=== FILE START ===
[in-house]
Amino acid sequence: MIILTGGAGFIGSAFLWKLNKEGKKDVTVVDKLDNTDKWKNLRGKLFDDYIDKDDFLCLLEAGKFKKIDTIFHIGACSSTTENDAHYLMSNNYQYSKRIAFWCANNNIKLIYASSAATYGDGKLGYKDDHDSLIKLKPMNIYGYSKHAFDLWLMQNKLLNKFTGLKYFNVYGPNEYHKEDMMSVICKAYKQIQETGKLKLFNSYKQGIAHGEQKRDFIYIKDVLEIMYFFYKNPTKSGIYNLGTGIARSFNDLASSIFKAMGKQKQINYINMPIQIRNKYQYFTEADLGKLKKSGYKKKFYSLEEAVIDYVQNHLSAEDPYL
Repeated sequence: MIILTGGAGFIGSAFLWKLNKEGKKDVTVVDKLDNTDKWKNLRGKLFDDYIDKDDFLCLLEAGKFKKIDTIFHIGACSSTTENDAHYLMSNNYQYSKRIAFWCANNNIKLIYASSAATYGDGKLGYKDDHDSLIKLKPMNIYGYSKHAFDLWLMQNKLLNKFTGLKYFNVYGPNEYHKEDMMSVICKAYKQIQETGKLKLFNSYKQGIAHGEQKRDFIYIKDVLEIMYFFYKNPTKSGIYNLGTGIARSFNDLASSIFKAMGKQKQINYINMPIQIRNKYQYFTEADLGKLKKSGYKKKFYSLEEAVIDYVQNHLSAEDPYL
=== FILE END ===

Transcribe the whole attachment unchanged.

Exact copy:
[in-house]
Amino acid sequence: MIILTGGAGFIGSAFLWKLNKEGKKDVTVVDKLDNTDKWKNLRGKLFDDYIDKDDFLCLLEAGKFKKIDTIFHIGACSSTTENDAHYLMSNNYQYSKRIAFWCANNNIKLIYASSAATYGDGKLGYKDDHDSLIKLKPMNIYGYSKHAFDLWLMQNKLLNKFTGLKYFNVYGPNEYHKEDMMSVICKAYKQIQETGKLKLFNSYKQGIAHGEQKRDFIYIKDVLEIMYFFYKNPTKSGIYNLGTGIARSFNDLASSIFKAMGKQKQINYINMPIQIRNKYQYFTEADLGKLKKSGYKKKFYSLEEAVIDYVQNHLSAEDPYL
Repeated sequence: MIILTGGAGFIGSAFLWKLNKEGKKDVTVVDKLDNTDKWKNLRGKLFDDYIDKDDFLCLLEAGKFKKIDTIFHIGACSSTTENDAHYLMSNNYQYSKRIAFWCANNNIKLIYASSAATYGDGKLGYKDDHDSLIKLKPMNIYGYSKHAFDLWLMQNKLLNKFTGLKYFNVYGPNEYHKEDMMSVICKAYKQIQETGKLKLFNSYKQGIAHGEQKRDFIYIKDVLEIMYFFYKNPTKSGIYNLGTGIARSFNDLASSIFKAMGKQKQINYINMPIQIRNKYQYFTEADLGKLKKSGYKKKFYSLEEAVIDYVQNHLSAEDPYL